Thanks for your reply a couple of days ago.
Alan's graph (April 22nd) shows that a track gauge 45mm long (whether triangular, rectangular, or 'Mint'), 50% longer than the Society gauges, is the length needed to give minimum prototypical widening. The 54mm I had suggested I now see is a maximum.
Although he says it is a simple calculation, I have not the skills needed to fill in the graph to show how far away our 29.75mm gauges are from his minimum.
Regarding what you said,
One of the objectives of the P4 standards is to have a consistent set which ensures that locos built to P4 standard will run satisfactorily on P4 layouts.
While I would admit to coming from the "getting at all right"tendency and thus suspension free vehicles and over size flanges are not my thing
please can I assure you that I am in exactly the same boat as you are. But, if you don't mind bearing with me, it seems to me that there is not a very consistent P4 approach on gauge widening, except the standard of 0.22mm maximum. Nor is there official endorsement of the gauge widening tool. If you look at the Scalefour Digest 1.2 Track and Wheel Standards, it has below the table of standards, and note the asterisk:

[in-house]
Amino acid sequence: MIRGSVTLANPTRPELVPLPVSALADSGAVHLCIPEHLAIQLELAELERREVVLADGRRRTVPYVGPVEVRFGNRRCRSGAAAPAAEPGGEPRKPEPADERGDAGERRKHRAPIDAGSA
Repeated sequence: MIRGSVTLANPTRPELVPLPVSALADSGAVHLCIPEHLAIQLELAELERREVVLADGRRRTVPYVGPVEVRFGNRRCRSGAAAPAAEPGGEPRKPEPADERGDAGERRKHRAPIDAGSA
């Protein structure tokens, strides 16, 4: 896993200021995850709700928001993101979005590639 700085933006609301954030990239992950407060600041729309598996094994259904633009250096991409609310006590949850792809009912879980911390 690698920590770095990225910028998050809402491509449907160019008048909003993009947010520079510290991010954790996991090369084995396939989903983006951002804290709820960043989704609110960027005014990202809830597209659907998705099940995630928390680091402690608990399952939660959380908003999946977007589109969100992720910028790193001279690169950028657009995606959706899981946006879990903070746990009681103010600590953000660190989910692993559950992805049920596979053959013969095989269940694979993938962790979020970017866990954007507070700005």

* These dimensions are controlled by construction gauges.
The asterisk, which appears by the track, check, and crossing flangeway dimensions, is absent from the gauge widening dimension. Somewhere on this Forum Russ Elliott says about the gauge widening tool something along the lines of, "the accuracy of the use of these artefacts cannot be verified"
Edit: I am misquoting Russ here. He says:
and ultimately it depends on the inherent accuracy of a check gauge, which is unknown since the accuracy of those artefacts is impossible to validate.
See his post on May 5 2012 atviewtopic.php?f=5&t=2021&hilit=gauge+widening+through+the+crossing
End of edit.